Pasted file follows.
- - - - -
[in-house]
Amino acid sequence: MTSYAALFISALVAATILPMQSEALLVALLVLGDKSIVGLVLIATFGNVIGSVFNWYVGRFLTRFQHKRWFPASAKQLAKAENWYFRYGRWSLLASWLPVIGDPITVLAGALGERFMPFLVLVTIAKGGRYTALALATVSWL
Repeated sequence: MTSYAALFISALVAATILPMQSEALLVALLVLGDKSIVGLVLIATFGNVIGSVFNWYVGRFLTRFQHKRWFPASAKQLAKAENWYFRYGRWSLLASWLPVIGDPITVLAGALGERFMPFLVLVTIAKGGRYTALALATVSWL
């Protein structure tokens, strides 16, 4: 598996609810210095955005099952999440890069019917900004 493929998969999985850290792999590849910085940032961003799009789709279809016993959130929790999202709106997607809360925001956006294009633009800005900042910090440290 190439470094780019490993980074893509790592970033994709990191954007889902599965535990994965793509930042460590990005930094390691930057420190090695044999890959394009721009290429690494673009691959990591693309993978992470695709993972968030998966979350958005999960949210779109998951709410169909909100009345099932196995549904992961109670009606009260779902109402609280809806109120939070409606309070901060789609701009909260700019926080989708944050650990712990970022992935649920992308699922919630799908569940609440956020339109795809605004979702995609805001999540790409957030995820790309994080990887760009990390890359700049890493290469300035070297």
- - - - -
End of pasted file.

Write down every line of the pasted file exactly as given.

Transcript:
[in-house]
Amino acid sequence: MTSYAALFISALVAATILPMQSEALLVALLVLGDKSIVGLVLIATFGNVIGSVFNWYVGRFLTRFQHKRWFPASAKQLAKAENWYFRYGRWSLLASWLPVIGDPITVLAGALGERFMPFLVLVTIAKGGRYTALALATVSWL
Repeated sequence: MTSYAALFISALVAATILPMQSEALLVALLVLGDKSIVGLVLIATFGNVIGSVFNWYVGRFLTRFQHKRWFPASAKQLAKAENWYFRYGRWSLLASWLPVIGDPITVLAGALGERFMPFLVLVTIAKGGRYTALALATVSWL
């Protein structure tokens, strides 16, 4: 598996609810210095955005099952999440890069019917900004 493929998969999985850290792999590849910085940032961003799009789709279809016993959130929790999202709106997607809360925001956006294009633009800005900042910090440290 190439470094780019490993980074893509790592970033994709990191954007889902599965535990994965793509930042460590990005930094390691930057420190090695044999890959394009721009290429690494673009691959990591693309993978992470695709993972968030998966979350958005999960949210779109998951709410169909909100009345099932196995549904992961109670009606009260779902109402609280809806109120939070409606309070901060789609701009909260700019926080989708944050650990712990970022992935649920992308699922919630799908569940609440956020339109795809605004979702995609805001999540790409957030995820790309994080990887760009990390890359700049890493290469300035070297």